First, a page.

My first try here on develop module is that it takes MUCH longer to go to next photo. It used to be instant since i'm using smart previews instead of originals. Hope that for newly imported raws it's better.

Jorge Tamez's picture

Same here. Browsing, scrolling, zooming in, curves adjustment, brush adjustment, white balance sliders... everything is slower. What a f-king joke this is. Considering making the switch to C1

Pc or Mac. On my pc, the new version is really enormously faster.

Ariel Martini's picture

PC here. i5 6600k + GTX 970. Already uninstalled and rolled back to previous version.

I updated 2 weeks ago to High Sierra. Everything slowed down. Knowing that this new release was coming I timed an export. It took 46mins32secs to export 439 images. I did the Lr update a couple of hours ago and the same 439 images took 36mins17secs. I unfortunately can't compare the same set to when I was running El Capitan 2 weeks ago. I'm using a Mid 2015 MacBook Pro/ 2.5Ghz Intel i7/ 16GB of Memory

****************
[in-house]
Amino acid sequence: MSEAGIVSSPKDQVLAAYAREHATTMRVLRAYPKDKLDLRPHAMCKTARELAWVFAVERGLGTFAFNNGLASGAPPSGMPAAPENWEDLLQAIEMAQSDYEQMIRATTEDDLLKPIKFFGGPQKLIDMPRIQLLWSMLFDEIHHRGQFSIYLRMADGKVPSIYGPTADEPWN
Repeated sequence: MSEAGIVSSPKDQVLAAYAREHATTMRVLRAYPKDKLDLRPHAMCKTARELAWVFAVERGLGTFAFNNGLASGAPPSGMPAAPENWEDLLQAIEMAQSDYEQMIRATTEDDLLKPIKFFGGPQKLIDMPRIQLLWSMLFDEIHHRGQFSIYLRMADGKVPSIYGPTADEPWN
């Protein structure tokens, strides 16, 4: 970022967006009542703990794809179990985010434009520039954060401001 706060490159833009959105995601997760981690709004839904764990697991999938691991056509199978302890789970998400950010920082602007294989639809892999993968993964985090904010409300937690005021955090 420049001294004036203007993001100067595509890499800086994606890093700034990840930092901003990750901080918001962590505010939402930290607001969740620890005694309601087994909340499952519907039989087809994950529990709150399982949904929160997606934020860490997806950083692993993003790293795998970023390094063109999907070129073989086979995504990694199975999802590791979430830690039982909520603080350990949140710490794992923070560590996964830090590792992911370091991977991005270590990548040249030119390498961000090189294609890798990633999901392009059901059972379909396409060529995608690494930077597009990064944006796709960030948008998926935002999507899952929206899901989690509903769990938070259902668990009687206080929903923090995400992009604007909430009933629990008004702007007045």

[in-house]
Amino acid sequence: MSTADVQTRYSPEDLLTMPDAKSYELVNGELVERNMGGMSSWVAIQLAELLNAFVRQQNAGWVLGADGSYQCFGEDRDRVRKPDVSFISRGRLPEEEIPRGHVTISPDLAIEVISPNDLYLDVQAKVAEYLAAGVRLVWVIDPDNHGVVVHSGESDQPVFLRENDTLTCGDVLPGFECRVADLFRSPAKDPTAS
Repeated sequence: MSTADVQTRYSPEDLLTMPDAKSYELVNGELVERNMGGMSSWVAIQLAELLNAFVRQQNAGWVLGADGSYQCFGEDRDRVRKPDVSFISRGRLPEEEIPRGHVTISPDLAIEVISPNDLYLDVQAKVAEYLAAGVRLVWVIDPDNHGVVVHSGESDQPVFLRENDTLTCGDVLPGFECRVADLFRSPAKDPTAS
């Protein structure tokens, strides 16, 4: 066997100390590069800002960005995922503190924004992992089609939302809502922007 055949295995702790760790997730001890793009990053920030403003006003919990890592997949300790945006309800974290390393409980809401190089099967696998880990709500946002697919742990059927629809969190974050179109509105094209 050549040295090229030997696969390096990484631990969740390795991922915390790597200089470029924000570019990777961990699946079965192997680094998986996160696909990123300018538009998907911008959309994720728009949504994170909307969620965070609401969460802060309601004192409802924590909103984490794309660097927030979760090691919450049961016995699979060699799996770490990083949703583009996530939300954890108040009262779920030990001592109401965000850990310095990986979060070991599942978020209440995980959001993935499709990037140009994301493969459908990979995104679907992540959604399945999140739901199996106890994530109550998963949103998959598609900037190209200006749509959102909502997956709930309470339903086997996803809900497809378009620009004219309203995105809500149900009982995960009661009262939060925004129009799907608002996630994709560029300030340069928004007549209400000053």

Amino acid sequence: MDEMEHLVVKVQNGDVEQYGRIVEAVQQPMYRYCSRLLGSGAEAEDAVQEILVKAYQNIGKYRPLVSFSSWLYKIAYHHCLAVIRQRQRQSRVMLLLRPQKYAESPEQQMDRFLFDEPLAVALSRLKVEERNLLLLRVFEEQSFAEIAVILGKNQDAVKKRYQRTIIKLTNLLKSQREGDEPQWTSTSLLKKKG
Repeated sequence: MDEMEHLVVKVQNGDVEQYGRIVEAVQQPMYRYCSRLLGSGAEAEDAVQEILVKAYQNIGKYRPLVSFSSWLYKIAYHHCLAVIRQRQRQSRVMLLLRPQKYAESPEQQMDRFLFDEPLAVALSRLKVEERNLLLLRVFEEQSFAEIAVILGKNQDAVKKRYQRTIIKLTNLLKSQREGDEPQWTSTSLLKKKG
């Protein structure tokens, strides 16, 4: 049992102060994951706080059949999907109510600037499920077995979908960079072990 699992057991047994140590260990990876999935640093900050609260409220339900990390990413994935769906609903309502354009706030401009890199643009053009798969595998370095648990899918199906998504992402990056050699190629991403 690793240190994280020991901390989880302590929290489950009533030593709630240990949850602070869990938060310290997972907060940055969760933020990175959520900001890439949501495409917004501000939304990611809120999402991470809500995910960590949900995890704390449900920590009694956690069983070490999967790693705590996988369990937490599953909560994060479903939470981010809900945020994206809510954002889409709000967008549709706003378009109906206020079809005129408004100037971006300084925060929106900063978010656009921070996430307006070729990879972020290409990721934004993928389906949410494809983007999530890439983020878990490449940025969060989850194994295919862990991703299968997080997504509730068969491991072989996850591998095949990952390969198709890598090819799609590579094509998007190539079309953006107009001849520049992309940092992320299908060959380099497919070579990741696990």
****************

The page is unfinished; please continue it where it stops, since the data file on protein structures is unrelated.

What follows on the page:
Awesome!

Nunzio Prenna's picture

I have just updated. My catalogue just shrunk to 2.2GB when it used to be 4GB.
Is that normal?

I read somewhere it should get “slightly” smaller with this new version Lightroom Classic but I have a 50% difference now…

Any ideas?

Ariel Martini's picture

maybe your catalog already had wasted space, that's normal on databases

Rodney Turner's picture

I heard it was compression to the metadata which helped decrease the catalog size.

Brian Rodgers Jr.'s picture

It's still a huge bummer that there is no .psb (Photoshop large document format). With modern high resolution cameras, virtually every retouched build file that I create ends up being really large. And it still sucks that I can't view these files directly inside of Lightroom. Doesn't make any sense.

Exports were identical on my machine (6700K 32gb) More testing to come when I get back from my next shoot.

Scott Weaver's picture

Apparently Adobe's marketing team is too young to know about the last doomed effort renaming a product "Classic". But Coco-Cola does.

Coke still has similar naming nonsense going on with their current drinks. For example, you have Diet Coke and Coke Zero. The later is meant to taste more like regular Coke, which makes you wonder why the former exists. Then you also have Coke Zero Sugar, which is an improved version of Coke Zero. Instead of having a temporary labeling that says improved for Coke Zero they have a renamed product?? Soon to come, Coke Zero Sugar The Real Thing.